On how the success changed him, he says, “Strangers came up to hug and kiss me after the film released. The film had disturbed them, they sought me out to talk to me. I travelled to Russia, USA and France with my film. There are discussions around the film even today. That is when I understood the colossal value of cinema and my perspective changed. I understood that cinema is a medium that needs to be handled with a lot of responsibility and care.”
It is with extreme care that he approaches his next film Karnan, which is also set in Thoothukudi district. Having a mainstream popular hero like Dhanush in his film has not compromised his film-making style, he clarifies.
“I have tried something new in this film. Dhanush wanted to work with me after seeing my first film. He liked the story and is very conscious that I should not change my style or disturb the story in any way to suit him,” he explains. He also argues that Dhanush’s mass appeal will give the film a wider reach, while he could only go to a certain level with Kathir.
In Pariyarum Perumal, the railway track turns out to be a channel of death – when Kathir’s beloved dog Karuppi, which symbolizes haunting innocence is brutally killed after he is deliberately tied to the tracks or even when an unconscious wounded Kathir is left to die on a railway track. Does it have to do with the real life incident of the ill-fated Dalit youth Ilavarasan, whose body was found on the railway tracks?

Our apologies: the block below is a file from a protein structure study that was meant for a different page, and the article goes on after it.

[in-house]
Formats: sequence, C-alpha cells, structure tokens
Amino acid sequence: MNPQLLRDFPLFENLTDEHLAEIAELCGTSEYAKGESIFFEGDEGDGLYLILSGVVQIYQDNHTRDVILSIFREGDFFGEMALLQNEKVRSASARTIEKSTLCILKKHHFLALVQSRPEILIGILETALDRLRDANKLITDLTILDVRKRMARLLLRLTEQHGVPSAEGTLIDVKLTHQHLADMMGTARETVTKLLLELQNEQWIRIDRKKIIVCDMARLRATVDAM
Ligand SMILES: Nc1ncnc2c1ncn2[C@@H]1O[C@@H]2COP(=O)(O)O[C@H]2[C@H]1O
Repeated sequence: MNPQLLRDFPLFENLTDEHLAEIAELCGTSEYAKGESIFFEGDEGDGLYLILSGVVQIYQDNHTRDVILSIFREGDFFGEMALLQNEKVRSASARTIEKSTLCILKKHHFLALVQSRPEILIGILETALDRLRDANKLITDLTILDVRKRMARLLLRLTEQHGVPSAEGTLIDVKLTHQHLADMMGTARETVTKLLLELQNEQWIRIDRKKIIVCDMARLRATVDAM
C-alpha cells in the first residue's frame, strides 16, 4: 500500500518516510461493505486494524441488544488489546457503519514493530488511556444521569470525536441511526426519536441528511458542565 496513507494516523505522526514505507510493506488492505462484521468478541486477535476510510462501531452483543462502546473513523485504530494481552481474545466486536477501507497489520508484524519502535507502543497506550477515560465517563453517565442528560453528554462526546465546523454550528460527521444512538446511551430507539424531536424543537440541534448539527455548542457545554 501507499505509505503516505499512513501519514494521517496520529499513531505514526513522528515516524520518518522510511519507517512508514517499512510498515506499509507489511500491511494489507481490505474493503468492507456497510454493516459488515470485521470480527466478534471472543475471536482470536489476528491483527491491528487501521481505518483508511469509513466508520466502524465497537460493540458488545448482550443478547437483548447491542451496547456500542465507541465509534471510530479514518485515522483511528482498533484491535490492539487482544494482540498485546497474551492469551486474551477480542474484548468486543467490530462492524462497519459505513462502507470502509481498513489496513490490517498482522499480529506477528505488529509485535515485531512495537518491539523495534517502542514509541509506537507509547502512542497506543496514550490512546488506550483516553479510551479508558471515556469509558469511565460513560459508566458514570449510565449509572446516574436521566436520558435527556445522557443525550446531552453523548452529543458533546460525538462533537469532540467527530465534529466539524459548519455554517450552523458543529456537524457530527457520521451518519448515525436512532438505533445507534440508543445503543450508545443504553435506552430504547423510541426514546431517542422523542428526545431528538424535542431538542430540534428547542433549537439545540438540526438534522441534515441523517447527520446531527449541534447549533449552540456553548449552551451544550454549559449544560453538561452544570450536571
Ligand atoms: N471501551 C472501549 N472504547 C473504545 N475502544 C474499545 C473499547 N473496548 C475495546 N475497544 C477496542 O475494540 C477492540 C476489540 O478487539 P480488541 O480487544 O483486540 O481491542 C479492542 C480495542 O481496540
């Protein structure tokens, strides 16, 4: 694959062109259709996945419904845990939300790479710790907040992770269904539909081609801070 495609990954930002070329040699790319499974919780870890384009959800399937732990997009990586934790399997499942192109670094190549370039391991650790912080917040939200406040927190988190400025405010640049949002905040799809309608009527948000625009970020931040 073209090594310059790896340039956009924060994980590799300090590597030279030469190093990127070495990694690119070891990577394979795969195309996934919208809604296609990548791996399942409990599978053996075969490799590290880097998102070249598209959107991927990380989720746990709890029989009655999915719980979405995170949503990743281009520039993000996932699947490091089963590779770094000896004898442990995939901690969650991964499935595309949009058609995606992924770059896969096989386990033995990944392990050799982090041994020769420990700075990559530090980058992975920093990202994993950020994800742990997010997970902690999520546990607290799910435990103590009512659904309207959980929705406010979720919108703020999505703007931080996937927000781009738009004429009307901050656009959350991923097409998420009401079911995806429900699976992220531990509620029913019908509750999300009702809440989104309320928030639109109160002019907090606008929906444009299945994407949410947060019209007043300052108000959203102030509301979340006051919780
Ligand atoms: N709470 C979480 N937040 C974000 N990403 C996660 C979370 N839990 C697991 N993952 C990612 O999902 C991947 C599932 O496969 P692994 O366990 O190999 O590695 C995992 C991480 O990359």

Selvaraj replies, “For many years, the railway track has been the hotspot for honour killing. People know about it only now but over the years many young innocents have died on these railway tracks,” he says, scathingly.
What made Pariyerum Perumal stand out is that the film does not descend into violence in the end to tie up the knots. Selvaraj admits, “I did not know the end of violence. I tussled with this question, whose death do I end the film with? I loved the heroine Jo and her family as much as I loved the hero Pari.”
However, Selvaraj believes it is far better to focus on the angst, depression and political think of a man who is driven to violence rather than portraying the violence itself in a film.
“The kind of violence you see in cinema today is not necessary,” admits Selvaraj. He believes man is violent and there is violence in society but it is not relentless. “There are many factors that drive a person to become violent. I rather concentrate on what drives a man to the edge rather than show him after he crosses the edge and become a mindless animal,” says Selvaraj.
A writer knows when he writes the screenplay what kind of violence will evoke claps in the audience and which kind will leave the audience disturbed. “Clap violence can be avoided,” reiterates Selvaraj.
Interestingly, the first look video of his Karnan shows Dhanush brandishing a sword against a reddish sky. We just have to wait and see, don’t we?
Selvaraj’s life story can also make for a good plot. Crazy about cinema, he came to Chennai with not much in his pocket except his dreams. For six months, he did odd jobs working at petrol bunks and sleeping on the beaches until fate intervened and he got a job as an errand boy in Tamil film director Ram’s office. Ram became his mentor and opened his mind to literature, to films and taught him to analyze films.
“ I learnt that my family, my street, my village can give me stories and I understood that is also cinema. I am what I am because of him,” he says.
In 2005, Selvaraj joined Ram as an assistant director and embarked on his own cinematic journey.